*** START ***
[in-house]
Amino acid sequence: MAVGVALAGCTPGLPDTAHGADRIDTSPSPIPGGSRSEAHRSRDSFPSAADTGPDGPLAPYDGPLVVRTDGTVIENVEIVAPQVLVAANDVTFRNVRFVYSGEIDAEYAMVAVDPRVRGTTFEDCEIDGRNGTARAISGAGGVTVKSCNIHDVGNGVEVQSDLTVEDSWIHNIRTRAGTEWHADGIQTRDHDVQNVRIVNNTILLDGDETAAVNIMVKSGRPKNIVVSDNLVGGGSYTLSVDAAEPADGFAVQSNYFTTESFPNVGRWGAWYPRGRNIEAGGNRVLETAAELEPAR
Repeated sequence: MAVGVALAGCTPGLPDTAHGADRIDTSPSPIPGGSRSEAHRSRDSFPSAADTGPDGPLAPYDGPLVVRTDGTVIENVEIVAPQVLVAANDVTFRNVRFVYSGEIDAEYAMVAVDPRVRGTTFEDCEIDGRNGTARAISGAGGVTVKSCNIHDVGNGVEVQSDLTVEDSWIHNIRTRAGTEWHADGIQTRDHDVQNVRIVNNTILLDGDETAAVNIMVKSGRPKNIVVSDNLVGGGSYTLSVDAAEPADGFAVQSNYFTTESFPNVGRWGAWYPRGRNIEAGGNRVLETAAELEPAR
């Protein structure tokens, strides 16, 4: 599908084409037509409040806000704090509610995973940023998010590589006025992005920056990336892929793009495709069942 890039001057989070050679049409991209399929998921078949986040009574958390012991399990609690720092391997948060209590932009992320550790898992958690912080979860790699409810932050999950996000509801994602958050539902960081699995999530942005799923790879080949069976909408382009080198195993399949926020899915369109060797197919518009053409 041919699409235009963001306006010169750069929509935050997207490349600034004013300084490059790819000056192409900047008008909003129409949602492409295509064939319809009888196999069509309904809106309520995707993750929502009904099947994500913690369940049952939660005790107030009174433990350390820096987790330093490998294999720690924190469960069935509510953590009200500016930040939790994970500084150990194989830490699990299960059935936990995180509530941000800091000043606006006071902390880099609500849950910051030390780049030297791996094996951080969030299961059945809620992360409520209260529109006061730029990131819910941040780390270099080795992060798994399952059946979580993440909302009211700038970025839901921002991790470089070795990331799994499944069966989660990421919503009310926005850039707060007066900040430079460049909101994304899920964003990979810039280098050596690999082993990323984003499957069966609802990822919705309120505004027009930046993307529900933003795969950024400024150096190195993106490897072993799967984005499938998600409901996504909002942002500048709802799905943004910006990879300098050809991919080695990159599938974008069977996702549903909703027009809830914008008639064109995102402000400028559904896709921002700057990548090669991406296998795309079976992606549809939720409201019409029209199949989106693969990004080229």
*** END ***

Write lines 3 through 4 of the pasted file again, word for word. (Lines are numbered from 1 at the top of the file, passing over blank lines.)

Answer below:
Repeated sequence: MAVGVALAGCTPGLPDTAHGADRIDTSPSPIPGGSRSEAHRSRDSFPSAADTGPDGPLAPYDGPLVVRTDGTVIENVEIVAPQVLVAANDVTFRNVRFVYSGEIDAEYAMVAVDPRVRGTTFEDCEIDGRNGTARAISGAGGVTVKSCNIHDVGNGVEVQSDLTVEDSWIHNIRTRAGTEWHADGIQTRDHDVQNVRIVNNTILLDGDETAAVNIMVKSGRPKNIVVSDNLVGGGSYTLSVDAAEPADGFAVQSNYFTTESFPNVGRWGAWYPRGRNIEAGGNRVLETAAELEPAR
């Protein structure tokens, strides 16, 4: 599908084409037509409040806000704090509610995973940023998010590589006025992005920056990336892929793009495709069942 890039001057989070050679049409991209399929998921078949986040009574958390012991399990609690720092391997948060209590932009992320550790898992958690912080979860790699409810932050999950996000509801994602958050539902960081699995999530942005799923790879080949069976909408382009080198195993399949926020899915369109060797197919518009053409 041919699409235009963001306006010169750069929509935050997207490349600034004013300084490059790819000056192409900047008008909003129409949602492409295509064939319809009888196999069509309904809106309520995707993750929502009904099947994500913690369940049952939660005790107030009174433990350390820096987790330093490998294999720690924190469960069935509510953590009200500016930040939790994970500084150990194989830490699990299960059935936990995180509530941000800091000043606006006071902390880099609500849950910051030390780049030297791996094996951080969030299961059945809620992360409520209260529109006061730029990131819910941040780390270099080795992060798994399952059946979580993440909302009211700038970025839901921002991790470089070795990331799994499944069966989660990421919503009310926005850039707060007066900040430079460049909101994304899920964003990979810039280098050596690999082993990323984003499957069966609802990822919705309120505004027009930046993307529900933003795969950024400024150096190195993106490897072993799967984005499938998600409901996504909002942002500048709802799905943004910006990879300098050809991919080695990159599938974008069977996702549903909703027009809830914008008639064109995102402000400028559904896709921002700057990548090669991406296998795309079976992606549809939720409201019409029209199949989106693969990004080229």